[ietf-dkim] The URL to my paper describing the DKIM policy
ietf-dkim at kitterman.com
Thu Jul 27 19:23:00 PDT 2006
On Thu, 27 Jul 2006 16:15:03 -0700 Jim Fenton <fenton at cisco.com> wrote:
>Scott Kitterman wrote:
>> On Thursday 27 July 2006 18:31, Jon Callas wrote:
>>>> If I use isp.example.com and they sign messages with my name and a
>>>> key (theirs
>>>> or mine, doesn't matter) and they also sign messages actually sent
>>>> by joe
>>>> spammer (another one of their customers) with my name and a key
>>>> theirs or mine), then it sucks to be me. That's the problem.
>>> No, it doesn't suck to be you. The first letter of DKIM stands for
>>> "Domain." It sucks to be example.com.
>> To clarify, by me, I meant my domain. The problem is that in this type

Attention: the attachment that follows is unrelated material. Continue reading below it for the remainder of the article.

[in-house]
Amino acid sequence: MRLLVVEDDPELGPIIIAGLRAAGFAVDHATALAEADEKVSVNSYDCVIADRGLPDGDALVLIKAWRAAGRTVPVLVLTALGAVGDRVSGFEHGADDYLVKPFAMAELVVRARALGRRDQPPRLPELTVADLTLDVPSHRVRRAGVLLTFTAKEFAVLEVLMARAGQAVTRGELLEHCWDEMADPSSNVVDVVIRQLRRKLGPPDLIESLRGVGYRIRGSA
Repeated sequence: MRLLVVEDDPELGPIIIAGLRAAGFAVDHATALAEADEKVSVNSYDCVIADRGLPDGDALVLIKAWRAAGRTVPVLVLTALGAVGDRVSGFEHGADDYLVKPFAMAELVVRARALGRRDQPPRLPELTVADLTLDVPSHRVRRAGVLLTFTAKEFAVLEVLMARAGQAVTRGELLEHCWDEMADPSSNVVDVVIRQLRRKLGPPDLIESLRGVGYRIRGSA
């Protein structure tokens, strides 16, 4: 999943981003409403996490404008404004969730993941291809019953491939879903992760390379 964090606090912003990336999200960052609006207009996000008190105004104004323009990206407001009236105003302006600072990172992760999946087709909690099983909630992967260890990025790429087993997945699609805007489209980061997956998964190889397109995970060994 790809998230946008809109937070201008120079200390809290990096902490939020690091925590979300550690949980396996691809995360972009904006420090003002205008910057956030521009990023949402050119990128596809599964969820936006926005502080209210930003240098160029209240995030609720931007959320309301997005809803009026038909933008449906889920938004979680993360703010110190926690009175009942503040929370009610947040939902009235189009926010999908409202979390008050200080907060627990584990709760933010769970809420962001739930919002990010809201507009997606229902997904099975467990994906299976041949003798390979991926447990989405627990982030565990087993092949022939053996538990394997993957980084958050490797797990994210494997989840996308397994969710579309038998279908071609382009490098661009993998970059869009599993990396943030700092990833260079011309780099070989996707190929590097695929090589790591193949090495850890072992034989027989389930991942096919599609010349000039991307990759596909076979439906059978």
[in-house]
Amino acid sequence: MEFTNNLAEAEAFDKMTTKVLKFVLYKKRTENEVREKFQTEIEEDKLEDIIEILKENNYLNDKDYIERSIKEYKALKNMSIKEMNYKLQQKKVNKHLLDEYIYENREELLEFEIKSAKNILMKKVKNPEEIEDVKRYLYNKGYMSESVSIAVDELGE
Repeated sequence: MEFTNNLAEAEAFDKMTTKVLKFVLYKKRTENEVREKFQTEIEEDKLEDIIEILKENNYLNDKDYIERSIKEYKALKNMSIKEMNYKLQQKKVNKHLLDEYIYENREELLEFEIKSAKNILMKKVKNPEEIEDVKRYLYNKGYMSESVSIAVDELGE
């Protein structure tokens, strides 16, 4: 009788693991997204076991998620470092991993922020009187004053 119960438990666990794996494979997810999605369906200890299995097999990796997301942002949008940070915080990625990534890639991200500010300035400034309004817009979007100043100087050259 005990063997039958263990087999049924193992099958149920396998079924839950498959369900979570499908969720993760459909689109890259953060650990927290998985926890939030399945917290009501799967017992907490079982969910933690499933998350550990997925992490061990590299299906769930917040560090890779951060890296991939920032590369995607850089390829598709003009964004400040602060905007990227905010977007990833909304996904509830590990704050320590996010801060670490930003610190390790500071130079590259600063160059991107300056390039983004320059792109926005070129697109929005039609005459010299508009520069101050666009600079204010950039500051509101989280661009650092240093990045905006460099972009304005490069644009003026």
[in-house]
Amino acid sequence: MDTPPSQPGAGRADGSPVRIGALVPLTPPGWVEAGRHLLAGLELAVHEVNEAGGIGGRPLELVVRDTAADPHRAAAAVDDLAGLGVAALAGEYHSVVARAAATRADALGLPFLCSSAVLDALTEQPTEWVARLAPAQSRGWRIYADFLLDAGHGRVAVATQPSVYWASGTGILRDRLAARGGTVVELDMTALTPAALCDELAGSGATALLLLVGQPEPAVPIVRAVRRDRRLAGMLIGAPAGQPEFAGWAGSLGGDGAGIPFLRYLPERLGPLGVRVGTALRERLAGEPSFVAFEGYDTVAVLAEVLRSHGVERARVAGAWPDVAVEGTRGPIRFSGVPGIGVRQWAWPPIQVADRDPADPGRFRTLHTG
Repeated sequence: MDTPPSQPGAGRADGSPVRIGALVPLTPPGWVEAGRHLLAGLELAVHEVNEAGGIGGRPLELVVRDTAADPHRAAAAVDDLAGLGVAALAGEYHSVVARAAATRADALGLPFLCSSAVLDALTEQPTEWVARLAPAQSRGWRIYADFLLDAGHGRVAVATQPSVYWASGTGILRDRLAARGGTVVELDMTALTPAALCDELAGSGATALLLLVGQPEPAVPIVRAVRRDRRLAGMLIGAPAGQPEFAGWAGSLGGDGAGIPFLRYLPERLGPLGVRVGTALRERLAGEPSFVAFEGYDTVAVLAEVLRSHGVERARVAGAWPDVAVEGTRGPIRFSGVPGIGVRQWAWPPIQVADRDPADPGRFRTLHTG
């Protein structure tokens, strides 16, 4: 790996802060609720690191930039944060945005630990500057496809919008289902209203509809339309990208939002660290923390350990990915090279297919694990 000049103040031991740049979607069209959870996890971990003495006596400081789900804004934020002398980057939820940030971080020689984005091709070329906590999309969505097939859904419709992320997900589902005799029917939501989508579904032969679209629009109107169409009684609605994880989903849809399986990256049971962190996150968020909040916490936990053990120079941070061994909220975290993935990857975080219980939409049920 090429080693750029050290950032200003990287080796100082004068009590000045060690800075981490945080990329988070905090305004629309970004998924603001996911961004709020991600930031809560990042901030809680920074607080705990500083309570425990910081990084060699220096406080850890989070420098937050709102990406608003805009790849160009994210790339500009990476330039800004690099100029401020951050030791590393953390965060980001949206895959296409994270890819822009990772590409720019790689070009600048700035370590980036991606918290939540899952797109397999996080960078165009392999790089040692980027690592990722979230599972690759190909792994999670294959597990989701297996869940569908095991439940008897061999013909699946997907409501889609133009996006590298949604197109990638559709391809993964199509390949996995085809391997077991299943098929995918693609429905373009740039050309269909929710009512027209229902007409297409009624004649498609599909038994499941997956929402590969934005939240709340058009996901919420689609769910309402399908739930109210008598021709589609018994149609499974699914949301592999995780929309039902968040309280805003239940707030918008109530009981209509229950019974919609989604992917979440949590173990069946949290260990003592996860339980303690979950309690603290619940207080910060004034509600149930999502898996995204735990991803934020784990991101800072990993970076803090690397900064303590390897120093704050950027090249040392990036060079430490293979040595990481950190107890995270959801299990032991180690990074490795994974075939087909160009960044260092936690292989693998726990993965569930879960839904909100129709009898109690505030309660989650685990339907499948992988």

>> scenario, there is no way to externally distinguish between mail
>> sent by the vanity domain owner and mail sent by another customer of
>I guess this means that isp.example.com is not worthy of your delegation
>of signing authority to them, and you should shop elsewhere (find a more
>reliable ISP, or sign your own messages). I think the ISPs will get it
>right fairly quickly if they lose business as a result of not
>authenticating mail submission properly (or otherwise fixing whatever
>mechanism allowed Joe Spammer's message through).
Yes. What I want as a small domain owner is the ability to publish a
policy record that say that for mail sent (for some definition of sent that
we will probably have to argue about later) from my domain, the domain(s)
authorized to sign are ...
If/when I switch providers I can change the list. This is the simplest
approach I can think of to put small domain owners on the same footing as
domains running dedicates MTAs. I think from the perspective of the domain
owner it is easier than managing public keys in DNS.
For many small domains, signing themselves will be completely out of reach
due to cost and lack of expertise.
More information about the ietf-dkim